Tuesday, April 08, 2008

Office Talk

The banal clichés used in offices have always gotten on my freakin' nerves.

New Job has exposed me to several that I had not heard before. I wonder if they are specific to this company?

All emails are referred to as notes as in "I sent you a note about this yesterday" or "I just got a note from Bob confirming that he received a note from Betty yesterday."

The mandatory company-wide positive attitude causes most everyone to refer to any problem, oversight or major fuck up as an "opportunity." Example: "We have a strong opportunity in the domestic linens" meaning the ones we have don't sell worth a shit.

Drive, Driving, the Driver
The verb and objects derived from "drive" are taken as equivalents to "taking responsibility" or "responsible party" as in, "Homo Ono is the driver for this half-assed blog."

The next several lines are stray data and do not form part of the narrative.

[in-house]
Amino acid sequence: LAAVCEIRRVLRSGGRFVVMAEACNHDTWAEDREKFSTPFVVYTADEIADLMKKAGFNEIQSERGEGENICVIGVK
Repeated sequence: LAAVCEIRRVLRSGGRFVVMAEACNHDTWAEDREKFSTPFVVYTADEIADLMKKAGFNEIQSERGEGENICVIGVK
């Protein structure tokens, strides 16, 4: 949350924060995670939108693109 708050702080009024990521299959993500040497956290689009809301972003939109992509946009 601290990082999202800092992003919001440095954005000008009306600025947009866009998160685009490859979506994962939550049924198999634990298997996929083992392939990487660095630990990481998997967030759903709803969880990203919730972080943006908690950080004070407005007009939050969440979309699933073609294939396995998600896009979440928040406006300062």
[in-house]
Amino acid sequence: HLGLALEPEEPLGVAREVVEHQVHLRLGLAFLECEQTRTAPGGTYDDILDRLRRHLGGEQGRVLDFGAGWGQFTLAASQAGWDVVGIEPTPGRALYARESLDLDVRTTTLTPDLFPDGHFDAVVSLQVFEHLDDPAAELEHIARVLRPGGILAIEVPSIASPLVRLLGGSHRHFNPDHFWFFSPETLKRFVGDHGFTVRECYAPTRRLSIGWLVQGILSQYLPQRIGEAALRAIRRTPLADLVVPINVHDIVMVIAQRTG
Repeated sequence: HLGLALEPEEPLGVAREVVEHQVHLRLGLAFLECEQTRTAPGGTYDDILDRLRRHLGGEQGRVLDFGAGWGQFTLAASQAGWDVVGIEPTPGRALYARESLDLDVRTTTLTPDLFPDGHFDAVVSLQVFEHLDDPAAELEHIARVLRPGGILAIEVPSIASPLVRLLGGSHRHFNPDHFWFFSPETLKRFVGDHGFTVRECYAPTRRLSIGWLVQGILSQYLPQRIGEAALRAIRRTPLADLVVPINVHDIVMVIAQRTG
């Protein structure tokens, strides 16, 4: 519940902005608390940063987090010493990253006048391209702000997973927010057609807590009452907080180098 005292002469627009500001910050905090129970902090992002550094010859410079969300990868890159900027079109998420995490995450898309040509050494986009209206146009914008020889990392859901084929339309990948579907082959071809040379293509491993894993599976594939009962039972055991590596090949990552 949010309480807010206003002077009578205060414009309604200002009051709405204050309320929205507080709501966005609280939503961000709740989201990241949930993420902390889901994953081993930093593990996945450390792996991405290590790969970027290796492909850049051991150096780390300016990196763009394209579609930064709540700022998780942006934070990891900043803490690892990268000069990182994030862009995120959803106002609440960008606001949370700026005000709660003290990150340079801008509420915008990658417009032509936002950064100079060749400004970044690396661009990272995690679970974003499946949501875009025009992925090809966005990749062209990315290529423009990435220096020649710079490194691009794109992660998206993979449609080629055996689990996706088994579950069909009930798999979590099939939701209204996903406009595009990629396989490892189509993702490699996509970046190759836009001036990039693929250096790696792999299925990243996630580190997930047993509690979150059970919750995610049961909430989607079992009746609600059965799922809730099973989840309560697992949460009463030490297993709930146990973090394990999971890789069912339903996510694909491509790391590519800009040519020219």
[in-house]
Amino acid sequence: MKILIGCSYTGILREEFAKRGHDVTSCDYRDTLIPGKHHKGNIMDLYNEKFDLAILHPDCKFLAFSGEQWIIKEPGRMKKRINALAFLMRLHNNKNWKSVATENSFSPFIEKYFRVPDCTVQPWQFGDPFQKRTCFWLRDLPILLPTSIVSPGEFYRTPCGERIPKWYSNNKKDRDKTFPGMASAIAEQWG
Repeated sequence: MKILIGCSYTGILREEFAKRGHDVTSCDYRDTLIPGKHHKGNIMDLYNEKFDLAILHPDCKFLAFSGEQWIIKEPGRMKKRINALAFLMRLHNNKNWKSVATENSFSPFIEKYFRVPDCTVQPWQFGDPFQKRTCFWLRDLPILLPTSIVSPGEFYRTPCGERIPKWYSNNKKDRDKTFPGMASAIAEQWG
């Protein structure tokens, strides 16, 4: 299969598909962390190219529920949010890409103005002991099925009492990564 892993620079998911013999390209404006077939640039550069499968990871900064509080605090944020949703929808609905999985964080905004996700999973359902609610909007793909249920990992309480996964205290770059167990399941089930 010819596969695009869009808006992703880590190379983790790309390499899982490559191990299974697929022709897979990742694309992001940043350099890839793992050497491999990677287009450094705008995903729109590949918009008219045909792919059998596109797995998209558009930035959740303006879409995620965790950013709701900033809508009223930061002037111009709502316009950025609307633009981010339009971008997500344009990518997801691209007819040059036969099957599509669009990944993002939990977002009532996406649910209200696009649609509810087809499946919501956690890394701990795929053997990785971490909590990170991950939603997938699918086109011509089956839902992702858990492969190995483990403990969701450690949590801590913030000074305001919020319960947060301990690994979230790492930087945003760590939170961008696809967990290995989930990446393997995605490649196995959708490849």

Own, Owning, the Owner
Much the same as "driver" above, this is used to signify who to blame when things go badly.

Does that make sense?
This phrase is used in such a condescending manner it might as well be followed with "you fucking idiot." People who are explaining things that they feel are obvious to someone who is either unaware or disbelieving will pause and ask "Does that make sense" in order to get a positive reply. Then they proceed as if they have presented a compelling argument for their point of view.

Yet none of these compare to the offensive way that a former co-worker used "white board" as a verb. Example: "This problem is so complicated, we really need to white board it out"- meaning, we need to diagram the situation on the erasable board in his office. The echo of those words will follow me to my grave.


jason said...

Oh goodness, I think I'd end up "owning" the "opportunity" of killing someone, if he or she said "white boarding it out."

"Does that make sense?"

Homo Ono said...

Ha!! Now you know how I feel in all of the meetings I sit through!!

Anonymous said...

I once told my boss "We have a problem" and he said "do you mean an opportunity?". I looked him straight in the eye and said really slowly, "no, we...have...a...problem." He never used that corporate mumbo jumbo with me again.